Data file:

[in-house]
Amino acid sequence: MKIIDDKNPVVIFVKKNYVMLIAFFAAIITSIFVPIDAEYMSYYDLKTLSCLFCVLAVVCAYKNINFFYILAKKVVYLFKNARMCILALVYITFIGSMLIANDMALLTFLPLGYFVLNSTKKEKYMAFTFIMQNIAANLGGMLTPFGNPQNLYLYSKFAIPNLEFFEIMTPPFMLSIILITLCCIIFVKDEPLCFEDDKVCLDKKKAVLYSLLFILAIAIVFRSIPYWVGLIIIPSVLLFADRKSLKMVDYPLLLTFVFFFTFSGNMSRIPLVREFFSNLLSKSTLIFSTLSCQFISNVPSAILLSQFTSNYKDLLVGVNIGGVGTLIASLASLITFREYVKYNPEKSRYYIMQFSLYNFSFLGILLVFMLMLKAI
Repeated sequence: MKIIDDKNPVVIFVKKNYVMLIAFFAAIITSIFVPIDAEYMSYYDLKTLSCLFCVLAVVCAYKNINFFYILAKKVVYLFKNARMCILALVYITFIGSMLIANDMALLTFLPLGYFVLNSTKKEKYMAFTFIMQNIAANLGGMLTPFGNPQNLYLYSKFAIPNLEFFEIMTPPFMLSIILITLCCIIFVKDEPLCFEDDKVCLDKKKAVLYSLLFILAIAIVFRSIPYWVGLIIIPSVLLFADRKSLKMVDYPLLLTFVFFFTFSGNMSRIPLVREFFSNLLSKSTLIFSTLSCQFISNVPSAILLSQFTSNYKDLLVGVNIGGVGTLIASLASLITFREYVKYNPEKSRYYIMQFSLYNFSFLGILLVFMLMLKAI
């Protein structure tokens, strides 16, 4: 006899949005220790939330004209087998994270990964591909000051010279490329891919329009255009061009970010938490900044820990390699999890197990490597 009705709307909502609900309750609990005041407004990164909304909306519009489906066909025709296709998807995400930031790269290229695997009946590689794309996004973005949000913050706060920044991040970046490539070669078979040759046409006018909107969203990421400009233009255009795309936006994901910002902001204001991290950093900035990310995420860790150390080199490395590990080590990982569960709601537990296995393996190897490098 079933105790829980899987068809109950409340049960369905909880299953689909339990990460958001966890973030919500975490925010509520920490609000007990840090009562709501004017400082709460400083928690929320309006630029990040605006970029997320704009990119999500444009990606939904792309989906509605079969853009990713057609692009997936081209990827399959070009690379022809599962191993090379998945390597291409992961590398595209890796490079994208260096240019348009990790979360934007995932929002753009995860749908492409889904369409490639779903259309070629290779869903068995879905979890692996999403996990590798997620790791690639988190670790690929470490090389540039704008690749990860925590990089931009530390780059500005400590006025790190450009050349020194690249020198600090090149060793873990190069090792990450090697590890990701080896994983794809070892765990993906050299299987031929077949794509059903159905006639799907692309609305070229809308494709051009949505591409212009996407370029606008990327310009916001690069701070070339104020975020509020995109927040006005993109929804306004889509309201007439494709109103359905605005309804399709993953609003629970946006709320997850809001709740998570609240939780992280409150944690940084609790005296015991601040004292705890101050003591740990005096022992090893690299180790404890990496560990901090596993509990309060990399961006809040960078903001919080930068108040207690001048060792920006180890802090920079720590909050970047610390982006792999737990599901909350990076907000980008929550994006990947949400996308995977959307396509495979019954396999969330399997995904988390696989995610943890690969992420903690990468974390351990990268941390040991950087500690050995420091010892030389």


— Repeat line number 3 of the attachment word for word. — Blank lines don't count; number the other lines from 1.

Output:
Repeated sequence: MKIIDDKNPVVIFVKKNYVMLIAFFAAIITSIFVPIDAEYMSYYDLKTLSCLFCVLAVVCAYKNINFFYILAKKVVYLFKNARMCILALVYITFIGSMLIANDMALLTFLPLGYFVLNSTKKEKYMAFTFIMQNIAANLGGMLTPFGNPQNLYLYSKFAIPNLEFFEIMTPPFMLSIILITLCCIIFVKDEPLCFEDDKVCLDKKKAVLYSLLFILAIAIVFRSIPYWVGLIIIPSVLLFADRKSLKMVDYPLLLTFVFFFTFSGNMSRIPLVREFFSNLLSKSTLIFSTLSCQFISNVPSAILLSQFTSNYKDLLVGVNIGGVGTLIASLASLITFREYVKYNPEKSRYYIMQFSLYNFSFLGILLVFMLMLKAI